When deep practice makes you feel like a failure

I gotta get something off my chest. It’s about deep practice.

Deep practice is the kind that involves real introspection.

  • Paying close attention to your physical movements.
  • Noticing your thoughts.
  • Being aware of your habits.

Deep practice is required if you want to change things.

  • Exercises that involve reconditioning basic movement patterns.
  • Adjusting what you eat to have better health.
  • Changing habits that aren’t working as well as you want them to.

Sounds fantastic, doesn’t it?

However, deep practice is off-limits to many people, and that’s not fair.

When you look closely at yourself, you will see problems. Furthermore, since you’re a smart person, you’ll know there’s a problem.

Yet, you’re powerless to change it. That’s because you recognize that deep practice is hard work.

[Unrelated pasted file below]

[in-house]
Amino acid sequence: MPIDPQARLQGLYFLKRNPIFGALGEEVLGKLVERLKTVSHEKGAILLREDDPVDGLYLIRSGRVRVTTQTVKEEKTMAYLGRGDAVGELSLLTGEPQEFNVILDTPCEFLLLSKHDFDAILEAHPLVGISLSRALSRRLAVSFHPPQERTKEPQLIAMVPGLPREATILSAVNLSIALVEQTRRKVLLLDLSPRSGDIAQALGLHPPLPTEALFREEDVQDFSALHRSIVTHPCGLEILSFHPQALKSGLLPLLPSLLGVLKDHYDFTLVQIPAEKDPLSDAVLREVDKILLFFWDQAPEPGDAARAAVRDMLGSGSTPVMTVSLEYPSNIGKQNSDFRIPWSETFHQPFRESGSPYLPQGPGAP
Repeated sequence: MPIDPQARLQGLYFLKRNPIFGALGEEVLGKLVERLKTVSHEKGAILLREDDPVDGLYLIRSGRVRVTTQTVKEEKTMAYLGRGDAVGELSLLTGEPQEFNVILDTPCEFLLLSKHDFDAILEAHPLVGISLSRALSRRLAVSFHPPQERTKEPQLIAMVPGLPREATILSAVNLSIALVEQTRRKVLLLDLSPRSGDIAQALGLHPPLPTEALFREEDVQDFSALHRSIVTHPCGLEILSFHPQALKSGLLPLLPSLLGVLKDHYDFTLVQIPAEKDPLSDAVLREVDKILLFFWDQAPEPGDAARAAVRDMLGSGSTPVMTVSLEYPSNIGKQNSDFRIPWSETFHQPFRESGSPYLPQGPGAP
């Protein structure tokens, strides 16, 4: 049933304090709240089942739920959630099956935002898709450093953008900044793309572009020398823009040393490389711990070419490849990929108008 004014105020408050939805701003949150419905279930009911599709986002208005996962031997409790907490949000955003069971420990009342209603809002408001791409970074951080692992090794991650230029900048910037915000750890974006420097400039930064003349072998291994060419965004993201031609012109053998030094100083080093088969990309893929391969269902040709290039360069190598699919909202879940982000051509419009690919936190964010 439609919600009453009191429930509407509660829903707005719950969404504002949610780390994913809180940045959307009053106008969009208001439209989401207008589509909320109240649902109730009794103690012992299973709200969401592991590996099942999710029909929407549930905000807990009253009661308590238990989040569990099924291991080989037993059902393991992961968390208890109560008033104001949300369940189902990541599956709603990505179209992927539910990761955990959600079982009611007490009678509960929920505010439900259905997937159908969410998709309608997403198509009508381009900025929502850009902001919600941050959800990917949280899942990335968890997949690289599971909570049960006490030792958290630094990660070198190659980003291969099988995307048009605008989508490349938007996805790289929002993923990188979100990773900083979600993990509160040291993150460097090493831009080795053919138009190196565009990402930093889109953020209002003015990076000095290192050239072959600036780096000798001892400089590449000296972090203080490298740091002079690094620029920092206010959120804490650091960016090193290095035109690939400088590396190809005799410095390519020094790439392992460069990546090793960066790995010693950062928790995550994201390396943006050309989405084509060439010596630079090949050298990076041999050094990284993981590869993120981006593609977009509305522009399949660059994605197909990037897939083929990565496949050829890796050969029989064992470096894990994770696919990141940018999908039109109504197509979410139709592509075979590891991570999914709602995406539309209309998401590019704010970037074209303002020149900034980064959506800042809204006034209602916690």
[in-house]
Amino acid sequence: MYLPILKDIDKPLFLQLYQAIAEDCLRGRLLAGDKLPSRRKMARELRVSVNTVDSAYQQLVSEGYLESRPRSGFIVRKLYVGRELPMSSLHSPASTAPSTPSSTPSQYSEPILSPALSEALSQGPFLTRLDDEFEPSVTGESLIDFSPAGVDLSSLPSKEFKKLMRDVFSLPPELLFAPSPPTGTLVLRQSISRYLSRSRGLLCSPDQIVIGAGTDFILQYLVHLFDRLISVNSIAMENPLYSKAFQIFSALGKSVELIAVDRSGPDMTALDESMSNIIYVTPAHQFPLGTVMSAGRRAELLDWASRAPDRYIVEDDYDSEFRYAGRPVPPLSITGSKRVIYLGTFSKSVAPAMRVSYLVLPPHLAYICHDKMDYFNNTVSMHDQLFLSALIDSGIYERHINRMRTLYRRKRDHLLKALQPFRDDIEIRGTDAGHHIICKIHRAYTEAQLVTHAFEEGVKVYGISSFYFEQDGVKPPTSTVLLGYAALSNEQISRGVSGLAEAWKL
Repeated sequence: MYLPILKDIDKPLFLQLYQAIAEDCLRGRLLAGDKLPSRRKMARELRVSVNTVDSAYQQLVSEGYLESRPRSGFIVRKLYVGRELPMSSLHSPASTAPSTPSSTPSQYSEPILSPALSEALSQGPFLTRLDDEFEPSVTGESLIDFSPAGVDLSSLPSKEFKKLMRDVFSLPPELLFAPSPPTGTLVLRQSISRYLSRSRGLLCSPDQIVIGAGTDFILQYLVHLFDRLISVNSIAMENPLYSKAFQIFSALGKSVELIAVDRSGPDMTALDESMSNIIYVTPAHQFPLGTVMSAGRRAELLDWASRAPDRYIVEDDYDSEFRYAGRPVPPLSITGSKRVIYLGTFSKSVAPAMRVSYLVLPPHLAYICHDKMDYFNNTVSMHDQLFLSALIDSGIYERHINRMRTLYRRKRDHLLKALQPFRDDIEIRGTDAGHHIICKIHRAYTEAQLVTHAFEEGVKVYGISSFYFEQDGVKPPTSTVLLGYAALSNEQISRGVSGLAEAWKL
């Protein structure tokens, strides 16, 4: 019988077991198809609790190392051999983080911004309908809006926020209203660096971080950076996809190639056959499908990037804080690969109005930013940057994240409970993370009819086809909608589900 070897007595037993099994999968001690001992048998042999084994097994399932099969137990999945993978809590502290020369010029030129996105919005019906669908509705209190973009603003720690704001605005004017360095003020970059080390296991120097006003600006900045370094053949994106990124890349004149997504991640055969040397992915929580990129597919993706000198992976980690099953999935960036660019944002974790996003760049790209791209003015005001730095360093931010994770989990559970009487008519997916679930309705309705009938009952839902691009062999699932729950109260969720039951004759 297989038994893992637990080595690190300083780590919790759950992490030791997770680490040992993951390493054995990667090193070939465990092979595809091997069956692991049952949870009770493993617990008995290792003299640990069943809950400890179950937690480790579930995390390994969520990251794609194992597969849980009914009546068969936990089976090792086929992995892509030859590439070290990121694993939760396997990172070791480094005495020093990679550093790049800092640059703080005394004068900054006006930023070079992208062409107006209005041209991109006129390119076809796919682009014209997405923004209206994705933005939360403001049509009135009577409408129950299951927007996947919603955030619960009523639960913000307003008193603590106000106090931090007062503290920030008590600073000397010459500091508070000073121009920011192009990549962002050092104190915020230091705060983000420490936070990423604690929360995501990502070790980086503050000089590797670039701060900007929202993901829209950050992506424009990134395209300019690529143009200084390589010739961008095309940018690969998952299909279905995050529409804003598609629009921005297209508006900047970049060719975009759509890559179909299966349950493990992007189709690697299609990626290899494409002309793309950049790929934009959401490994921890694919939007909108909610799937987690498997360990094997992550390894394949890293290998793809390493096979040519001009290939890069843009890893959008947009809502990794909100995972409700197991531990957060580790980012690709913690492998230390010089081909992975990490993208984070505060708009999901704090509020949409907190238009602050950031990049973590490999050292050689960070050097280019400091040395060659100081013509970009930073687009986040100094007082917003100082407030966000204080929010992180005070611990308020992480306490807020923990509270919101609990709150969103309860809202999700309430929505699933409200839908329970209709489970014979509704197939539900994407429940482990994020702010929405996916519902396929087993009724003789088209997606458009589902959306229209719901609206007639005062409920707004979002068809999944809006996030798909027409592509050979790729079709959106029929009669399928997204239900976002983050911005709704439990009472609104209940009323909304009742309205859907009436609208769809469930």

But here’s the thing…

“Hard work” doesn’t come easily to everyone.

Some people are diligent and conscientious and can change routines merely through an act of willpower (or so they think). Others can’t.

Yet, the diligent-conscientious people have a monopoly on deep practice.

They’ve somehow convinced the rest of us that there’s something deeply wrong with us if we can’t maintain deep focus on our deep selves for extended periods of time at will.

As a result, when we look deeply, we freak out. We’ve been taught that when we notice a deep problem, we’re responsible for fixing it (after all, that’s what a diligent-conscientious person would do).

So, we avoid practicing deeply.

This is horribly unfair.

You should have the right to look deeply at your own habits, even for a moment.

Even if you never change anything, you should still have the right to look.

(who knows what you’ll find?)




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